2. Zero routine gas flaring. Routine flaring of natural gas, a practice as wasteful and unsightly as it is polluting, should be a thing of the past. The key metric is flaring intensity, which varies hugely across industry today. Operators like Pioneer, Chevron and Occidental have made good progress with targets, planning and good governance. A credible path to zero routine flaring by 2025 must be part of the price of admission to an investor’s equity portfolio or loan book.
3. Decarbonizing capital allocation. Deploying increasing capital to clean forms of energy can be a smart way to participate in parts of the energy sector that are anticipating exponential market growth, as opposed to the inevitable decline of fossil fuels. Time horizons matter, and long-term investors should orient to long-term, risk-adjusted returns through the energy transition. One key metric is investment in zero (or negative) carbon assets and initiatives as a portion of total investment. There is no magic number or one-size-fits-all approach here. But the number must be disclosed, and can be interpreted by investors in the context of a company’s strategy and alongside metrics including carbon intensity and absolute emission reductions.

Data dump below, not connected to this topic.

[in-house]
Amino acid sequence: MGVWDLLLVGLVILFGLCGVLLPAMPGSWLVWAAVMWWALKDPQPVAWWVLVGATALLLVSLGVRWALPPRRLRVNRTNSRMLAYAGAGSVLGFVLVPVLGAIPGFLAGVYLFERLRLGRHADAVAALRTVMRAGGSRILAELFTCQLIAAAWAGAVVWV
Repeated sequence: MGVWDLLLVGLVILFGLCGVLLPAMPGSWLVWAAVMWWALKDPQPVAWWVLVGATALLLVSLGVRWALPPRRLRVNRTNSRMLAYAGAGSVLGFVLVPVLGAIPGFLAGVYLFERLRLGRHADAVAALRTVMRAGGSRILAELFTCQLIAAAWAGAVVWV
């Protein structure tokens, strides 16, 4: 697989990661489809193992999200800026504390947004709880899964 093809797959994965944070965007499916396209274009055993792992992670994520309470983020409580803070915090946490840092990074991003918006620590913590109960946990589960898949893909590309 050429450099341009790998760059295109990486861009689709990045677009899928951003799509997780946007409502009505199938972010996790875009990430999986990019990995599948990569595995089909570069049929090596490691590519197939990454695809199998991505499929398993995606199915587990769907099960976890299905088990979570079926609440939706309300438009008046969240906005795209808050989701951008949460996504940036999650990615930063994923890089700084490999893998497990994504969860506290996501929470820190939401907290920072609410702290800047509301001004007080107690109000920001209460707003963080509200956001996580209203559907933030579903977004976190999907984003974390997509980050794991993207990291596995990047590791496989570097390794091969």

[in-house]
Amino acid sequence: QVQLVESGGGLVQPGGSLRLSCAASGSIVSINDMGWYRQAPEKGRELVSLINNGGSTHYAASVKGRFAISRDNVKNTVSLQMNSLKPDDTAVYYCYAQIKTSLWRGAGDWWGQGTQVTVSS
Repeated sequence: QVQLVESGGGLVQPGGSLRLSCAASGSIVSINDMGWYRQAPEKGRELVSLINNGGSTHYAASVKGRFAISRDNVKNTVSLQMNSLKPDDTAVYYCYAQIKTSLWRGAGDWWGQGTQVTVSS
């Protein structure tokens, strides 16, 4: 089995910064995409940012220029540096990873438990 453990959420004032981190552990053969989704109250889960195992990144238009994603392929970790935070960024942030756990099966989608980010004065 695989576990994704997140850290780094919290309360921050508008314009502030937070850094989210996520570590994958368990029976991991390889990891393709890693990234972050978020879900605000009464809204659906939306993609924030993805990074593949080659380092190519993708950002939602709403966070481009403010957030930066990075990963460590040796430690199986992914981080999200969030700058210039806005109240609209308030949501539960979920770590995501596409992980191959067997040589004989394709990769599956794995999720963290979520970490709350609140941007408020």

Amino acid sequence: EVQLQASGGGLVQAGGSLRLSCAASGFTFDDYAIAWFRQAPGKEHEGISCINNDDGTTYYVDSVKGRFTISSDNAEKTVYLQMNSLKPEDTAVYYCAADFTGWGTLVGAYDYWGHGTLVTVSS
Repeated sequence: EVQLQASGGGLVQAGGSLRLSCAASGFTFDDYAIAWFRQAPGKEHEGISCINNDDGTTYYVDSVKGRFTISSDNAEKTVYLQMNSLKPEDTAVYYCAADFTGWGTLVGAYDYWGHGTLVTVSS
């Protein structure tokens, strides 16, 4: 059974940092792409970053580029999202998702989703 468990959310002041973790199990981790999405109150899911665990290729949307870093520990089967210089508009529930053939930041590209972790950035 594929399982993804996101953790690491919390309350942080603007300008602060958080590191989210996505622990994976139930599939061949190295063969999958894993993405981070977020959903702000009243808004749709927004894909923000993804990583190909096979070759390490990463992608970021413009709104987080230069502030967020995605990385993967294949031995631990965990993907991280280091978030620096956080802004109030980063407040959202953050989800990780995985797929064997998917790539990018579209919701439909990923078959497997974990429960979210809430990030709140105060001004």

4. Responsible lobbying. Top investors often express frustration to us about the reputational damage that trade associations chronically self-inflict. “Industry as its own worst enemy,” is a common investor complaint. It’s time for a trade association rethink. Industry executives should advocate forward-looking policies and help trade associations take corresponding policy positions, shifting the mindset from lowest common denominator to highest potential for progress. A key metric here is the number of trade associations companies fund that obstruct state, national, or international policy and regulatory action to reduce emissions and manage systemic risk. In other words -- change it, leave it, or withdraw funding from anti-climate lobbying activities.
5. Strengthened climate governance. Climate change and the energy transition present profound risks and opportunities to every oil and gas company. Important questions are in play that permeate every facet of a business – from strategic planning to operations, and investor relations to human resources. Strong board oversight and senior management accountability are essential, because the answers will determine companies’ success or failure. A key metric is whether boards take action to link executive compensation to science-based emissions reduction targets and scenario planning. Repsol, for example, has linked 40% of long-term bonuses for executives to Paris-aligned objectives.
The 2020’s are the defining decade, not only for oil and gas, but for the financiers who back an industry that has the potential to be part of the solution but just isn’t right now. The next breakthrough for the finance and energy sectors isn’t a more complicated model or longer disclosure form. It’s agreement by the financiers who matter most on the outcomes and metrics that matter most to accelerate tangible progress.
*Senior Director, Environmental Defense Fund and Senior Research Scholar, Center on Global Energy Policy, Columbia University
**first published in: www.weforum.org